Based in Austin and New Orleans, Maureen Stevens loves history and architecture. She describes her aesthetic as “modern classic,” and looks for pieces that have history and character to bring her spaces soul and life. Her projects vary from modern to traditional, but she always prefers the classics, nothing cookie-cutter. Named one of Austin’s Top 5 Designers to Watch, her work has appeared in Tribeza Magazine, Design & Decor/Urban Home, Make it Over, Romantic Homes, the Austin American Statesman, Wall Street Journal, and popular design and decor giants such as My Domaine, Rue, Domino, HGTV.com and RealSimple.com. Her buying trips have been bringing her to Round Top for 10 years, and here’s how she does it.
1. Get your accommodations early, early, early.
Whether it’s a bed and breakfast, or an Airstream trailer, there are many interesting places to stay, but they go quickly. It’s best to book six months to a year in advance.
2. Do your homework. Research the venues, and narrow down the markets you want to go to. If you are going for a day or two, you can’t do it all. Plan accordingly, especially if you are on a schedule.
3. Market Hill is a must. It has everything under one roof in an easy-to-navigate floor plan. There are seating areas and refreshments. It’s a breath of fresh air away from the usual bustle of Round Top. The vendors are well curated. Some favorites are Antica (she’s been doing this a long, long time); Don and Marta Orwig (fun Americana theme); and, Provenance (really great, unique finds).
4. As for what to wear, be comfortable. Be as laid back as you can. There will be lots of A-list designers, so if you want to dress it up, go for a music festival outfit a la Coachella. A fun hat, a dress, and cowboy boots; it’s Texas, after all, and most places can get muddy, even with a little rain, so walking boots are an appropriate choice.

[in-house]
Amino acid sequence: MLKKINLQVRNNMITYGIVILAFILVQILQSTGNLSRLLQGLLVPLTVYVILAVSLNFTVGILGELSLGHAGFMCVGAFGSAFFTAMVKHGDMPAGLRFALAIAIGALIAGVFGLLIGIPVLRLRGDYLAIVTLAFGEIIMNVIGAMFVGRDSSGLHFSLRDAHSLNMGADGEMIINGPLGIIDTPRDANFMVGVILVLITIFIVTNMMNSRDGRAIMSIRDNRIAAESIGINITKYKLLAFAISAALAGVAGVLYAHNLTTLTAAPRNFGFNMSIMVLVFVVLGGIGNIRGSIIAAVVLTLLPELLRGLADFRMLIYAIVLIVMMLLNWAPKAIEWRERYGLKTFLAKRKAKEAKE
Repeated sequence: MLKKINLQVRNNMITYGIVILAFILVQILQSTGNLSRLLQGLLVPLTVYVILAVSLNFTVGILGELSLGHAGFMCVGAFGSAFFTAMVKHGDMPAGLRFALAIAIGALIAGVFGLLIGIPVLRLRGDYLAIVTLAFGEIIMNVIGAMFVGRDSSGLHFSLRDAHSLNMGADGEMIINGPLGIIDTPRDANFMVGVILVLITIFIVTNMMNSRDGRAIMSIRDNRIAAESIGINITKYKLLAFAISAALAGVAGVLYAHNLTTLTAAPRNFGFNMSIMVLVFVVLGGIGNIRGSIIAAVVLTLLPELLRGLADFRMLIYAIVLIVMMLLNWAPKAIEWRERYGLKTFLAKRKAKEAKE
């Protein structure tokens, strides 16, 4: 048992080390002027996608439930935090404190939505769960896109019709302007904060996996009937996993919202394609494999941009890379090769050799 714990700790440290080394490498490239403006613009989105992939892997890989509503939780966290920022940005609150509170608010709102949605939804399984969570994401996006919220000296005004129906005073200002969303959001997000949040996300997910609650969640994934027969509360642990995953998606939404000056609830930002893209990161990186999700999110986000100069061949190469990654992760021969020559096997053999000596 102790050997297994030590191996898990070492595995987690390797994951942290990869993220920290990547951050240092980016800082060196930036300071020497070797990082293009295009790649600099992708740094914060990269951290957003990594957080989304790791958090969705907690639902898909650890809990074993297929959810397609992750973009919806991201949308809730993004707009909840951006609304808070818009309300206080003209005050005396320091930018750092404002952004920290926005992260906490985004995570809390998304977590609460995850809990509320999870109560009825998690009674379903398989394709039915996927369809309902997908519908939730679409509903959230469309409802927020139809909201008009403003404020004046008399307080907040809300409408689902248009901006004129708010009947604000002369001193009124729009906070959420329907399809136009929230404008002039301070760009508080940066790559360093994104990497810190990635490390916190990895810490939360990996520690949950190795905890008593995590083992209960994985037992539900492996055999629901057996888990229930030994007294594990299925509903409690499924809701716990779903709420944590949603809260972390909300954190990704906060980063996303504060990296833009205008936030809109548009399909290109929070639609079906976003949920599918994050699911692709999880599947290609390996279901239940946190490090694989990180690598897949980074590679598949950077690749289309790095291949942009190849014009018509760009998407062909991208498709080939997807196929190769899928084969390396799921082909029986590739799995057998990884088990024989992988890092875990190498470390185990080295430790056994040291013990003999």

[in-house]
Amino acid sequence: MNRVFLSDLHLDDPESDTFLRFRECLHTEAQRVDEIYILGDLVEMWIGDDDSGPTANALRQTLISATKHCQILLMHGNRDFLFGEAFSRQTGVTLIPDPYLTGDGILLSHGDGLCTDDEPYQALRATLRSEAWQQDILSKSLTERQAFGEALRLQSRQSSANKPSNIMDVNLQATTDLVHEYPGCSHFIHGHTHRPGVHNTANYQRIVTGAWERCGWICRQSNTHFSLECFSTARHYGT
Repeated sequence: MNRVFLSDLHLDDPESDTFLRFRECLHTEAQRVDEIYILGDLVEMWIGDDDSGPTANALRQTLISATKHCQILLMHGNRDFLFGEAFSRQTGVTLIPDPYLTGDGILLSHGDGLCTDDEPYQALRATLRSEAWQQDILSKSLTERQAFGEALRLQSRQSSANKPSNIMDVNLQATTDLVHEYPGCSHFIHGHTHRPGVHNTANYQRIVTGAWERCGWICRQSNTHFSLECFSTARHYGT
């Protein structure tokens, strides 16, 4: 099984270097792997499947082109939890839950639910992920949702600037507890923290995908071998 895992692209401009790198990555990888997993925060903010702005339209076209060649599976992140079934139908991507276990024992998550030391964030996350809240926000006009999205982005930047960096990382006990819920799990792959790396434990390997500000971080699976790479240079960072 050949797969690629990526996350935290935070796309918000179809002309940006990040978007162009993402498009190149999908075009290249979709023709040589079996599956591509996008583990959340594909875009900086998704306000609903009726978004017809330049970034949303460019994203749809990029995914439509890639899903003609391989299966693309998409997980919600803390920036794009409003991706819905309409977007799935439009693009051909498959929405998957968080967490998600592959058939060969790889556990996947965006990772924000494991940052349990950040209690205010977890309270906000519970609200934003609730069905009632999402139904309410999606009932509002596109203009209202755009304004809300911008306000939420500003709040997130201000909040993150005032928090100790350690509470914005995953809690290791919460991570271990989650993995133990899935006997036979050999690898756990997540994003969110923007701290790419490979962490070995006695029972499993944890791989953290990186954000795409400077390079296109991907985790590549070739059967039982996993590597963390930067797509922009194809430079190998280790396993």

5. Have a good breakfast. Bring water. Bring snacks, too, especially if you have a certain diet.
6. How to take it home with you: If you are filling a house, or looking for large pieces like a credenza or an armoire, bring a pick-up or rental truck. But it’s not necessary as the sellers have worked with freight, and shippers and will help you with that.
7. As for the art of negotiation: If you really love it, you have a price in mind and what it’s going to take to get it. You can negotiate, but be mindful and respectful. It takes time to source something and to bring it here. You have to respect the vendors for their craft. If you are an avid shopper, you can develop relationships with vendors.
8. Many vendors accept credit cards, but if you pay with cash, you may be able to get a small discount. It’s not uncommon for shoppers to carry large amounts of cash, so it’s not that big of a concern as long as you are mindful and careful about stowing it.
9. A tip is to take a picture of the vendor’s business card and a picture of an item in their collection so it’s easy to recall who it is and where it was because there are so many.
To view Maureen’s work, visit maureenstevens.com/projects. Her portfolio is also on Dering Hall and Houzz. Follow her on Instagram @maureenstevensdesign.